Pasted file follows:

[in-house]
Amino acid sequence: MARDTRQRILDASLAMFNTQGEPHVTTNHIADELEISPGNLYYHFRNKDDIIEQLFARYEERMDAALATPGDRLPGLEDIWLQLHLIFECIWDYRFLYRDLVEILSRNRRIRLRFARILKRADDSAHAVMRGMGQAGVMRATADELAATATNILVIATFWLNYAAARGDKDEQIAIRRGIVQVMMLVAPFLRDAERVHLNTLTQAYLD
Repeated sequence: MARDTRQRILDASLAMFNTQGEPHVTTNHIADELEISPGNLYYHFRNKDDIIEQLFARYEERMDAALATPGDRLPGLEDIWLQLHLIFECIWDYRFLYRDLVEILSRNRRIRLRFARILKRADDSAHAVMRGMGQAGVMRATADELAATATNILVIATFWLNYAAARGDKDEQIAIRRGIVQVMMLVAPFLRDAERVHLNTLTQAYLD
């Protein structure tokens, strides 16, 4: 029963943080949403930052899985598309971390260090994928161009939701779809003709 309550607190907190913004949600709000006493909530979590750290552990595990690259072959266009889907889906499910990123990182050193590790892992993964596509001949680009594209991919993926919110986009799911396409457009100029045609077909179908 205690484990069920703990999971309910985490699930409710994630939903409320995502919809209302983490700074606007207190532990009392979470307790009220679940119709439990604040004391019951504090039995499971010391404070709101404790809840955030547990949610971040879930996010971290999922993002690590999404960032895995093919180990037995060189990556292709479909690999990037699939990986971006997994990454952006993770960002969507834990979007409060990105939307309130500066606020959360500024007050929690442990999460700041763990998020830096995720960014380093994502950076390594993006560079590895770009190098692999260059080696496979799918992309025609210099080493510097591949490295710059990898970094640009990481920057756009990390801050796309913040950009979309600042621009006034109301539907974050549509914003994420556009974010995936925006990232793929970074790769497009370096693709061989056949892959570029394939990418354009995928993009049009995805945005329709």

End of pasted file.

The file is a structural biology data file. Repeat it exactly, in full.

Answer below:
[in-house]
Amino acid sequence: MARDTRQRILDASLAMFNTQGEPHVTTNHIADELEISPGNLYYHFRNKDDIIEQLFARYEERMDAALATPGDRLPGLEDIWLQLHLIFECIWDYRFLYRDLVEILSRNRRIRLRFARILKRADDSAHAVMRGMGQAGVMRATADELAATATNILVIATFWLNYAAARGDKDEQIAIRRGIVQVMMLVAPFLRDAERVHLNTLTQAYLD
Repeated sequence: MARDTRQRILDASLAMFNTQGEPHVTTNHIADELEISPGNLYYHFRNKDDIIEQLFARYEERMDAALATPGDRLPGLEDIWLQLHLIFECIWDYRFLYRDLVEILSRNRRIRLRFARILKRADDSAHAVMRGMGQAGVMRATADELAATATNILVIATFWLNYAAARGDKDEQIAIRRGIVQVMMLVAPFLRDAERVHLNTLTQAYLD
């Protein structure tokens, strides 16, 4: 029963943080949403930052899985598309971390260090994928161009939701779809003709 309550607190907190913004949600709000006493909530979590750290552990595990690259072959266009889907889906499910990123990182050193590790892992993964596509001949680009594209991919993926919110986009799911396409457009100029045609077909179908 205690484990069920703990999971309910985490699930409710994630939903409320995502919809209302983490700074606007207190532990009392979470307790009220679940119709439990604040004391019951504090039995499971010391404070709101404790809840955030547990949610971040879930996010971290999922993002690590999404960032895995093919180990037995060189990556292709479909690999990037699939990986971006997994990454952006993770960002969507834990979007409060990105939307309130500066606020959360500024007050929690442990999460700041763990998020830096995720960014380093994502950076390594993006560079590895770009190098692999260059080696496979799918992309025609210099080493510097591949490295710059990898970094640009990481920057756009990390801050796309913040950009979309600042621009006034109301539907974050549509914003994420556009974010995936925006990232793929970074790769497009370096693709061989056949892959570029394939990418354009995928993009049009995805945005329709």